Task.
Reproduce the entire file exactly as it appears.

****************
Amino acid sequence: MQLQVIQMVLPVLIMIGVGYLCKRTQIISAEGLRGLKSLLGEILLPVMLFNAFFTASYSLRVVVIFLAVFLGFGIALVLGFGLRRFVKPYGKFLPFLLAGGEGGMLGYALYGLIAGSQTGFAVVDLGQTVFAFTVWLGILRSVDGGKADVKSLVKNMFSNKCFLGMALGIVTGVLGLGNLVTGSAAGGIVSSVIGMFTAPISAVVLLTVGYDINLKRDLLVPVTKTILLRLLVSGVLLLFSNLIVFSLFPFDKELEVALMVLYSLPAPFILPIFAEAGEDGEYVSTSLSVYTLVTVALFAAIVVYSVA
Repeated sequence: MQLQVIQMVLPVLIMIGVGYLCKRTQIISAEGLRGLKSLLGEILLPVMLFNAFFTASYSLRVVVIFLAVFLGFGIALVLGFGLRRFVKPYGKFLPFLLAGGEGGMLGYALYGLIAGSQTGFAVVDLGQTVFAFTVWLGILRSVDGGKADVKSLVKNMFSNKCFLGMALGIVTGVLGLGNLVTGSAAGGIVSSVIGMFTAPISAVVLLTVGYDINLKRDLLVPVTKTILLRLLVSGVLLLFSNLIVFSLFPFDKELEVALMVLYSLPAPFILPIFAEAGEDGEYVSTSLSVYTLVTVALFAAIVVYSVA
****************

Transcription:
Amino acid sequence: MQLQVIQMVLPVLIMIGVGYLCKRTQIISAEGLRGLKSLLGEILLPVMLFNAFFTASYSLRVVVIFLAVFLGFGIALVLGFGLRRFVKPYGKFLPFLLAGGEGGMLGYALYGLIAGSQTGFAVVDLGQTVFAFTVWLGILRSVDGGKADVKSLVKNMFSNKCFLGMALGIVTGVLGLGNLVTGSAAGGIVSSVIGMFTAPISAVVLLTVGYDINLKRDLLVPVTKTILLRLLVSGVLLLFSNLIVFSLFPFDKELEVALMVLYSLPAPFILPIFAEAGEDGEYVSTSLSVYTLVTVALFAAIVVYSVA
Repeated sequence: MQLQVIQMVLPVLIMIGVGYLCKRTQIISAEGLRGLKSLLGEILLPVMLFNAFFTASYSLRVVVIFLAVFLGFGIALVLGFGLRRFVKPYGKFLPFLLAGGEGGMLGYALYGLIAGSQTGFAVVDLGQTVFAFTVWLGILRSVDGGKADVKSLVKNMFSNKCFLGMALGIVTGVLGLGNLVTGSAAGGIVSSVIGMFTAPISAVVLLTVGYDINLKRDLLVPVTKTILLRLLVSGVLLLFSNLIVFSLFPFDKELEVALMVLYSLPAPFILPIFAEAGEDGEYVSTSLSVYTLVTVALFAAIVVYSVA